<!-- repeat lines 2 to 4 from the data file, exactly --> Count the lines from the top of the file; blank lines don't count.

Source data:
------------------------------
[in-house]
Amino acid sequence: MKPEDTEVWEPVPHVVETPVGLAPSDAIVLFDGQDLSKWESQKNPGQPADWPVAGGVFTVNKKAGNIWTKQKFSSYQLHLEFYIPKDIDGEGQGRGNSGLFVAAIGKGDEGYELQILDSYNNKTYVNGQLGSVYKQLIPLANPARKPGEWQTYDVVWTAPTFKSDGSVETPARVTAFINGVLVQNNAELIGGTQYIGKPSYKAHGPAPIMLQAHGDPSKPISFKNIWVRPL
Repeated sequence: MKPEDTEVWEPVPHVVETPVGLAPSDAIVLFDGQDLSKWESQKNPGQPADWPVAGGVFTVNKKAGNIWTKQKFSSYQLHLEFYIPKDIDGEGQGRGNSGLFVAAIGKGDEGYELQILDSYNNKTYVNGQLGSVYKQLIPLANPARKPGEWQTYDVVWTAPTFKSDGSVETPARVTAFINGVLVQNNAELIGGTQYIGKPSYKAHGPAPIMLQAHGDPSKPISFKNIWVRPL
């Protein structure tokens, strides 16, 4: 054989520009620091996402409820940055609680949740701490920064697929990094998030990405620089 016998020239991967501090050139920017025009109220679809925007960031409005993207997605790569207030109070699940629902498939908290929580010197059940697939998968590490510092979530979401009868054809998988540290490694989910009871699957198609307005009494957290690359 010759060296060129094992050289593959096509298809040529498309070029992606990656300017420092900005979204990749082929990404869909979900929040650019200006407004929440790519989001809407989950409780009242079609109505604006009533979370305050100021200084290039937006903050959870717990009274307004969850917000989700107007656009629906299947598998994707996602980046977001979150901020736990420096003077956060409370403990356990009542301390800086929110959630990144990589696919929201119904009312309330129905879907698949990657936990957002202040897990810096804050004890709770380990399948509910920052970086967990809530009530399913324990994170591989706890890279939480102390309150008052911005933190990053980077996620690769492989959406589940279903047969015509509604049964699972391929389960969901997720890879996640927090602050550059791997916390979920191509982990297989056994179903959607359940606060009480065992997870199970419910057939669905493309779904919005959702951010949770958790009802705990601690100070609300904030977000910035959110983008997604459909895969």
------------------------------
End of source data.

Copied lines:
Amino acid sequence: MKPEDTEVWEPVPHVVETPVGLAPSDAIVLFDGQDLSKWESQKNPGQPADWPVAGGVFTVNKKAGNIWTKQKFSSYQLHLEFYIPKDIDGEGQGRGNSGLFVAAIGKGDEGYELQILDSYNNKTYVNGQLGSVYKQLIPLANPARKPGEWQTYDVVWTAPTFKSDGSVETPARVTAFINGVLVQNNAELIGGTQYIGKPSYKAHGPAPIMLQAHGDPSKPISFKNIWVRPL
Repeated sequence: MKPEDTEVWEPVPHVVETPVGLAPSDAIVLFDGQDLSKWESQKNPGQPADWPVAGGVFTVNKKAGNIWTKQKFSSYQLHLEFYIPKDIDGEGQGRGNSGLFVAAIGKGDEGYELQILDSYNNKTYVNGQLGSVYKQLIPLANPARKPGEWQTYDVVWTAPTFKSDGSVETPARVTAFINGVLVQNNAELIGGTQYIGKPSYKAHGPAPIMLQAHGDPSKPISFKNIWVRPL
């Protein structure tokens, strides 16, 4: 054989520009620091996402409820940055609680949740701490920064697929990094998030990405620089 016998020239991967501090050139920017025009109220679809925007960031409005993207997605790569207030109070699940629902498939908290929580010197059940697939998968590490510092979530979401009868054809998988540290490694989910009871699957198609307005009494957290690359 010759060296060129094992050289593959096509298809040529498309070029992606990656300017420092900005979204990749082929990404869909979900929040650019200006407004929440790519989001809407989950409780009242079609109505604006009533979370305050100021200084290039937006903050959870717990009274307004969850917000989700107007656009629906299947598998994707996602980046977001979150901020736990420096003077956060409370403990356990009542301390800086929110959630990144990589696919929201119904009312309330129905879907698949990657936990957002202040897990810096804050004890709770380990399948509910920052970086967990809530009530399913324990994170591989706890890279939480102390309150008052911005933190990053980077996620690769492989959406589940279903047969015509509604049964699972391929389960969901997720890879996640927090602050550059791997916390979920191509982990297989056994179903959607359940606060009480065992997870199970419910057939669905493309779904919005959702951010949770958790009802705990601690100070609300904030977000910035959110983008997604459909895969």